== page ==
Silenced nerve cell leaves ‘love hormone’ unrequited


Andrea Cannon

Silenced nerve cell leaves ‘love hormone’ unrequited

By Assistant Sports & Health Editor

The brain is ruled by the interactions of chemicals and receptors. However, new research emphasizes that those reactions often radiate beyond the brain, affecting the body’s physiological processes as well. 

A mouse study published Oct. 9 in the journal Cell identified a never-before-seen class of interneurons, a nerve cell that links other nerve cells, which produce the receptor for oxytocin. Oxytocin, a neurotransmitter sometimes dubbed the ‘love hormone,’ influences social interaction by facilitating trust and attachment between individuals and can also play a role in sexual arousal. 

Silencing this new interneuron specifically in the part of the brain responsible for forming emotional adaptive responses caused female mice to lose interest in their male counterparts during the most sexually receptive phase of their reproductive cycles.

Neurons in many parts of the brain express receptors for oxytocin, which is secreted by the pituitary gland but can also be triggered by external stimuli such as touch and certain types of sounds and smells.

To understand the role these neurons play in the complex social behaviors moderated by oxytocin, researchers measured loss of interest in male reproductive partners in three groups of female mice. Among these were a group whose oxytocin receptor-expressing gene was deleted, another whose newly found population of interneurons was suppressed and a control group infused with an antagonist to their oxytocin-expressing gene. 

The results overlapped between groups, suggesting the circuit made up of the novel interneurons is used by external social stimuli that trigger oxytocin production to help adapt behaviors to changing social situations. During diestrus, the reproductive phase following the time when females are sexually receptive, the mice did not experience a deficit in bonding.

“In this study, [the lead author] characterized broader classes of interneurons that are present in the cerebral cortex looking for markers and molecules that would be expressed in smaller, more specific populations,” said Nathaniel Heintz, co-author of the study, professor in the Laboratory of Molecular Biology at The Rockefeller University in New York and Howard Hughes Medical Institute investigator. 

It has been known for more than 100 years that there are likely more than 300 types of neurons in the nervous system, according to Heintz. Comparative analysis of the broad classes characterized in the study led to the identification of the very small subclass of interneurons that express the oxytocin receptor. 

“I was not really looking for oxytocin-responsive interneurons,” said Miho Nakajima, a postdoctoral fellow at New York University’s Halassa Laboratory and lead author of the study. “I was looking for new cell types in the cortex.”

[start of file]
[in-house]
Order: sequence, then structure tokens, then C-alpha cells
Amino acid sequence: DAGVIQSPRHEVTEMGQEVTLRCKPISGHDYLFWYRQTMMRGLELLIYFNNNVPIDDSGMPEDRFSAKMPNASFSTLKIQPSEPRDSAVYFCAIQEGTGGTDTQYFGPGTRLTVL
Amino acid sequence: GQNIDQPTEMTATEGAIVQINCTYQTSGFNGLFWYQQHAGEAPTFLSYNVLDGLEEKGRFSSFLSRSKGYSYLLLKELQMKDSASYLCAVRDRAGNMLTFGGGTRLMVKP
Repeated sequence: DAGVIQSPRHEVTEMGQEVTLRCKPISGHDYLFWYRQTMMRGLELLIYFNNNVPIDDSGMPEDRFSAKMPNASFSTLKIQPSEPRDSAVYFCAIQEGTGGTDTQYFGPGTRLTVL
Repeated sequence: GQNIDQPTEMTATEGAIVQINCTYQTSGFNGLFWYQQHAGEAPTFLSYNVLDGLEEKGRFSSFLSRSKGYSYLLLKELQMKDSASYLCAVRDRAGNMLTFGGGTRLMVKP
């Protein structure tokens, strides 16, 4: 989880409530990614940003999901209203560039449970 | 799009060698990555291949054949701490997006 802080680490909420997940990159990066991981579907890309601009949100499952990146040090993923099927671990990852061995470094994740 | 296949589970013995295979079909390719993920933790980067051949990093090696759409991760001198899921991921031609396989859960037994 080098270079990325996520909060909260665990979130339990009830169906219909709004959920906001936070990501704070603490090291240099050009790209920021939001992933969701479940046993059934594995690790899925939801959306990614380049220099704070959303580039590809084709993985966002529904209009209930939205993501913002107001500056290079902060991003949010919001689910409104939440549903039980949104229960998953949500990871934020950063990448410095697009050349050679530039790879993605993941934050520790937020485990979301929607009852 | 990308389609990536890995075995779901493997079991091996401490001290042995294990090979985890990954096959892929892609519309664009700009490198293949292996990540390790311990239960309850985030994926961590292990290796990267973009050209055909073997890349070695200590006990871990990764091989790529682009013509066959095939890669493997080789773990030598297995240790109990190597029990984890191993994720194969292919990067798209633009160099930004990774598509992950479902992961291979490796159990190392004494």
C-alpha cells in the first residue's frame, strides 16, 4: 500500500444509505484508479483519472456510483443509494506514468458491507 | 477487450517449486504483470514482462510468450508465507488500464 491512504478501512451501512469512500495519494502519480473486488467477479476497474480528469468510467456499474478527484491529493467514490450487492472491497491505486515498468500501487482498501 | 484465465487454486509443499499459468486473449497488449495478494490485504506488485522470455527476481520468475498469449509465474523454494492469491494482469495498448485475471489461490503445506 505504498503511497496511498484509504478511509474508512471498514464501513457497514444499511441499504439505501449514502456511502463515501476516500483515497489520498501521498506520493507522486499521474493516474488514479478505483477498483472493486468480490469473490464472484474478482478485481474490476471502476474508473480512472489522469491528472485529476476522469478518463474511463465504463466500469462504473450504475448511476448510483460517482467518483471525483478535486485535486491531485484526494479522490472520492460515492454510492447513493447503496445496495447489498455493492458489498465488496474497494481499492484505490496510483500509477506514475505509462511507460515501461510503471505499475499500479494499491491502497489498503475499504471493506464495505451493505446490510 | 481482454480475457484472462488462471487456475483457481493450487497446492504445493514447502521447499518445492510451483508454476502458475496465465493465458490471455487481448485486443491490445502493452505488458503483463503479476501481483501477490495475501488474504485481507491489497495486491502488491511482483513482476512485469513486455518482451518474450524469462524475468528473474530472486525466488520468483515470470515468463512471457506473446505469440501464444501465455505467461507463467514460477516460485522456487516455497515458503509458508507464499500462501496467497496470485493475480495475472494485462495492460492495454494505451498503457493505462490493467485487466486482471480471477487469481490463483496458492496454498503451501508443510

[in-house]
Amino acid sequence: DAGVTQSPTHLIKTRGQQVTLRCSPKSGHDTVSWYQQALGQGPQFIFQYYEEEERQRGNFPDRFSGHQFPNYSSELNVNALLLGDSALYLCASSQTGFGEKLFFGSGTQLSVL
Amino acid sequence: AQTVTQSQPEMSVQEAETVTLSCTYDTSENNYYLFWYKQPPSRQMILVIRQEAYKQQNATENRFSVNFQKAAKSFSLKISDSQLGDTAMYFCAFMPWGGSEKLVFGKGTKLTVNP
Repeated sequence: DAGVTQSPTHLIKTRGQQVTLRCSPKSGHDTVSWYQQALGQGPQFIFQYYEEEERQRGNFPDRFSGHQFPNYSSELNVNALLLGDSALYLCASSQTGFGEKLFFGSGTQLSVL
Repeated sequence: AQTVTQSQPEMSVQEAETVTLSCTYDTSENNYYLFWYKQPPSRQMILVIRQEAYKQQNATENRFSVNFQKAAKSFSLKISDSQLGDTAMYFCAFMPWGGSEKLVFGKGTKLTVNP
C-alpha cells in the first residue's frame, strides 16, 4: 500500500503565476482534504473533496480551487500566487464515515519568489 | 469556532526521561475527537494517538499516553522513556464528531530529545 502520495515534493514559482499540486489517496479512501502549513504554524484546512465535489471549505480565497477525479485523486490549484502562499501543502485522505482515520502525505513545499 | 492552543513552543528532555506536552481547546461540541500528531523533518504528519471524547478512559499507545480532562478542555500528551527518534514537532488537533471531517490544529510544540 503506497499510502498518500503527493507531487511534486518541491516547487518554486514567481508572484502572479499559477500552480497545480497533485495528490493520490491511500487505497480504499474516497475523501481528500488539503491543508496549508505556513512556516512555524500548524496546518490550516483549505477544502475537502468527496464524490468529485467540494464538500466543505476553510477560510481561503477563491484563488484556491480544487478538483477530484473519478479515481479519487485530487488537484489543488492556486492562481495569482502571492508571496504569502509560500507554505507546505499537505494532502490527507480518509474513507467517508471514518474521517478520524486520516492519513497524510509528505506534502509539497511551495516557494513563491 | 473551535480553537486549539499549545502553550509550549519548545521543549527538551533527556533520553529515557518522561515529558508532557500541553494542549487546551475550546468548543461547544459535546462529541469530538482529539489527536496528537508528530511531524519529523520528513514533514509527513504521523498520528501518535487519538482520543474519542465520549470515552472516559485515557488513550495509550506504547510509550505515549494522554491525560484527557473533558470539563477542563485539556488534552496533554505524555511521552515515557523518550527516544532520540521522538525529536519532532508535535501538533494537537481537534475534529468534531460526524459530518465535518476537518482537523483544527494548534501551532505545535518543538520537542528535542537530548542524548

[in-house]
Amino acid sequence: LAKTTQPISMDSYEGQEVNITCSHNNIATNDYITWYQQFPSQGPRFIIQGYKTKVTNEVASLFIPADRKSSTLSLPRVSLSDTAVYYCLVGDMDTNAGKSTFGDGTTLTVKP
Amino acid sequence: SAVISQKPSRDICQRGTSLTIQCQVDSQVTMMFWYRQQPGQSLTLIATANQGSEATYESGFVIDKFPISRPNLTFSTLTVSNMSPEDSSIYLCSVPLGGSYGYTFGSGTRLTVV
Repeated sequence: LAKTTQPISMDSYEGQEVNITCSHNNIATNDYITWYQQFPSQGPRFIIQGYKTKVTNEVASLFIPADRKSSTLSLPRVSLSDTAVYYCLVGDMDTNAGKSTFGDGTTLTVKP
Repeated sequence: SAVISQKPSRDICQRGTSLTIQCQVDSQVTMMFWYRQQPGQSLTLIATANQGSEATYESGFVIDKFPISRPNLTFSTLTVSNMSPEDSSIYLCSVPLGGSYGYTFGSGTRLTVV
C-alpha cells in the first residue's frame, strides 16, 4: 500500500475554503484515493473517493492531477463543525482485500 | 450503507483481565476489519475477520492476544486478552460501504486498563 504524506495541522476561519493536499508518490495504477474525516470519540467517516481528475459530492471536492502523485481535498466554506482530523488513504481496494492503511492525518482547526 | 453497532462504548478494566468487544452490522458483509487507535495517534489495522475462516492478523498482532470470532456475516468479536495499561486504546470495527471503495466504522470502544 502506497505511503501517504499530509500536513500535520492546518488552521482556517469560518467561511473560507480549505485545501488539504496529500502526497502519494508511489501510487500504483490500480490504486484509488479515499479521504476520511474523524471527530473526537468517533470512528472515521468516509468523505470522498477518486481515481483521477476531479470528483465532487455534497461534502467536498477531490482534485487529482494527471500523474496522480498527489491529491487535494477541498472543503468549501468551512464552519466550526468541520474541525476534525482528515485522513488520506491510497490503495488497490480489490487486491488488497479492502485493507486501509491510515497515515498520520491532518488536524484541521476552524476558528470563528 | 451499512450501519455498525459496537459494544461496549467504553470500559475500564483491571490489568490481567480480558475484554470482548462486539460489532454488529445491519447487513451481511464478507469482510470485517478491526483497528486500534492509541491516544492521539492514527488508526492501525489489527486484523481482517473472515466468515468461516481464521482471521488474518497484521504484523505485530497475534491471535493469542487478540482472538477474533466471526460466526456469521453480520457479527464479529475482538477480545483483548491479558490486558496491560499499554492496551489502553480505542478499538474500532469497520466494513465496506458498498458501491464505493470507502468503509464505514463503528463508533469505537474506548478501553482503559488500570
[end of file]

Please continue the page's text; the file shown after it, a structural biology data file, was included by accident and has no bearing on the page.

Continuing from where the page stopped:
Nakajima said her hypothesis for why the female mice may experience this sociosexual deficit during estrus—when their receptor-expressing interneurons are inhibited—is that when they have the opportunity to become pregnant, female mice seek information about nearby males. Oxytocin is known to make humans more sensitive to emotions, and during their fertile times, there is a tendency for women to pick up on nonverbal cues from potential partners.

“That [might be] why these neurons become very important in the prefrontal cortex,” Nakajima said. “[The mice] are trying to collect all of the information they can.”

Karen Parker, assistant professor in the Department of Psychiatry and Behavioral Science at Stanford University, said beginning in the 1970s, researchers hypothesized that oxytocin may have been involved not only in organizing some of the physiological events associated with motherhood, such as uterine contractions and lactation, but also with turning on mothering instincts and solidifying social bonds in mammals.

“There have been multiple decades’ worth of work showing that oxytocin is not only involved in the onset of maternal care but in a variety of social functions, including parenting behavior,” she said.

According to Parker, in certain species that form socially monogamous bonds, such as the prairie vole, oxytocin is involved in forming partner preference. Human studies show that it plays a role in a variety of different social functions, including social learning, memory and cognition.

The finding shows how analysis of cell populations and molecular pathways within them can improve the understanding of nervous system regulation, Heintz said.

“Most people understand that when someone is under stress, their behavior is quite different than when they’re not,” Heintz said. “This concept of internal modulation of behavioral states is illustrated by the effects of oxytocin on social behavior. Behaviors are both context-dependent and physiologically dependent. Your internal physiology and your external experience can be important for behavior modulation.”